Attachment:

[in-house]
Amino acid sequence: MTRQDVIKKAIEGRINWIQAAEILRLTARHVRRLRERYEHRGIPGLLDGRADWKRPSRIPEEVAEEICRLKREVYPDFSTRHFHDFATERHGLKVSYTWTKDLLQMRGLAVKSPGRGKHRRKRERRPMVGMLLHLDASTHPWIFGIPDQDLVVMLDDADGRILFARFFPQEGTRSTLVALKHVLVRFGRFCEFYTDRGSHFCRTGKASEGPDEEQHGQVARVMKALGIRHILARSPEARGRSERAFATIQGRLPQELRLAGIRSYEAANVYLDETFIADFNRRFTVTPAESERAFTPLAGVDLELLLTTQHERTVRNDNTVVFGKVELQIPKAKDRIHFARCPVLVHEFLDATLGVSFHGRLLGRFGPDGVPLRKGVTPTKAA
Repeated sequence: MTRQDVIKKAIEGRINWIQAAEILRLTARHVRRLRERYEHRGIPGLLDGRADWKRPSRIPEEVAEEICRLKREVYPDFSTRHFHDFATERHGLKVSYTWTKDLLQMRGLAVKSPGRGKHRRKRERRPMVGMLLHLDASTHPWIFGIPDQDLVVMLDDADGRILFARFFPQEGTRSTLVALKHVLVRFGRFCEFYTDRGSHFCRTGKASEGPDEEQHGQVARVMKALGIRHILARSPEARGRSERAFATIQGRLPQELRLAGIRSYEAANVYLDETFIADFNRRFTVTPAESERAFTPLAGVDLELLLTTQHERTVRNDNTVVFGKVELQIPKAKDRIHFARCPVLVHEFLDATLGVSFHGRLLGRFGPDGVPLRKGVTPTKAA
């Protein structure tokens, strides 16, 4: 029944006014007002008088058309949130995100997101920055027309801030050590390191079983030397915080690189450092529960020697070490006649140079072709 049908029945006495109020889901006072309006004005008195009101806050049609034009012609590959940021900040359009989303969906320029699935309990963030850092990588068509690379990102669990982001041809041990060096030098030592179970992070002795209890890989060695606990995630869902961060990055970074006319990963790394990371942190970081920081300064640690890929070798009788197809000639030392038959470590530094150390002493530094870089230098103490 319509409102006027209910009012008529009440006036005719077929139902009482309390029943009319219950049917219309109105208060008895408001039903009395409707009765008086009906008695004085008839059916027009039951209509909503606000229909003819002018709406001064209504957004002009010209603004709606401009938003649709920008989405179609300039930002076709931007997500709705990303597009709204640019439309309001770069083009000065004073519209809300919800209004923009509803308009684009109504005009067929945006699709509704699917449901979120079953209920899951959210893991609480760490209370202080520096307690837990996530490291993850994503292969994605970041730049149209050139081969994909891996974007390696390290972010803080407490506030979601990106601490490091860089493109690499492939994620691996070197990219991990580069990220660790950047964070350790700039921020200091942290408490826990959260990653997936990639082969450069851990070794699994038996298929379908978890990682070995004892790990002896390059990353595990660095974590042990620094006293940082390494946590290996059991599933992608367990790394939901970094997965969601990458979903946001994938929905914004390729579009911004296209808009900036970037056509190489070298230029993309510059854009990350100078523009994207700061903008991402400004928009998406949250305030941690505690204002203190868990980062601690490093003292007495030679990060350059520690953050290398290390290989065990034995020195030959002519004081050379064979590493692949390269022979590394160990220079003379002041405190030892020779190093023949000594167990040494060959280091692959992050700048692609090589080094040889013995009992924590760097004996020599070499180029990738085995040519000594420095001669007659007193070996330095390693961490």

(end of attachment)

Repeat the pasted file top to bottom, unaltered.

[in-house]
Amino acid sequence: MTRQDVIKKAIEGRINWIQAAEILRLTARHVRRLRERYEHRGIPGLLDGRADWKRPSRIPEEVAEEICRLKREVYPDFSTRHFHDFATERHGLKVSYTWTKDLLQMRGLAVKSPGRGKHRRKRERRPMVGMLLHLDASTHPWIFGIPDQDLVVMLDDADGRILFARFFPQEGTRSTLVALKHVLVRFGRFCEFYTDRGSHFCRTGKASEGPDEEQHGQVARVMKALGIRHILARSPEARGRSERAFATIQGRLPQELRLAGIRSYEAANVYLDETFIADFNRRFTVTPAESERAFTPLAGVDLELLLTTQHERTVRNDNTVVFGKVELQIPKAKDRIHFARCPVLVHEFLDATLGVSFHGRLLGRFGPDGVPLRKGVTPTKAA
Repeated sequence: MTRQDVIKKAIEGRINWIQAAEILRLTARHVRRLRERYEHRGIPGLLDGRADWKRPSRIPEEVAEEICRLKREVYPDFSTRHFHDFATERHGLKVSYTWTKDLLQMRGLAVKSPGRGKHRRKRERRPMVGMLLHLDASTHPWIFGIPDQDLVVMLDDADGRILFARFFPQEGTRSTLVALKHVLVRFGRFCEFYTDRGSHFCRTGKASEGPDEEQHGQVARVMKALGIRHILARSPEARGRSERAFATIQGRLPQELRLAGIRSYEAANVYLDETFIADFNRRFTVTPAESERAFTPLAGVDLELLLTTQHERTVRNDNTVVFGKVELQIPKAKDRIHFARCPVLVHEFLDATLGVSFHGRLLGRFGPDGVPLRKGVTPTKAA
């Protein structure tokens, strides 16, 4: 029944006014007002008088058309949130995100997101920055027309801030050590390191079983030397915080690189450092529960020697070490006649140079072709 049908029945006495109020889901006072309006004005008195009101806050049609034009012609590959940021900040359009989303969906320029699935309990963030850092990588068509690379990102669990982001041809041990060096030098030592179970992070002795209890890989060695606990995630869902961060990055970074006319990963790394990371942190970081920081300064640690890929070798009788197809000639030392038959470590530094150390002493530094870089230098103490 319509409102006027209910009012008529009440006036005719077929139902009482309390029943009319219950049917219309109105208060008895408001039903009395409707009765008086009906008695004085008839059916027009039951209509909503606000229909003819002018709406001064209504957004002009010209603004709606401009938003649709920008989405179609300039930002076709931007997500709705990303597009709204640019439309309001770069083009000065004073519209809300919800209004923009509803308009684009109504005009067929945006699709509704699917449901979120079953209920899951959210893991609480760490209370202080520096307690837990996530490291993850994503292969994605970041730049149209050139081969994909891996974007390696390290972010803080407490506030979601990106601490490091860089493109690499492939994620691996070197990219991990580069990220660790950047964070350790700039921020200091942290408490826990959260990653997936990639082969450069851990070794699994038996298929379908978890990682070995004892790990002896390059990353595990660095974590042990620094006293940082390494946590290996059991599933992608367990790394939901970094997965969601990458979903946001994938929905914004390729579009911004296209808009900036970037056509190489070298230029993309510059854009990350100078523009994207700061903008991402400004928009998406949250305030941690505690204002203190868990980062601690490093003292007495030679990060350059520690953050290398290390290989065990034995020195030959002519004081050379064979590493692949390269022979590394160990220079003379002041405190030892020779190093023949000594167990040494060959280091692959992050700048692609090589080094040889013995009992924590760097004996020599070499180029990738085995040519000594420095001669007659007193070996330095390693961490």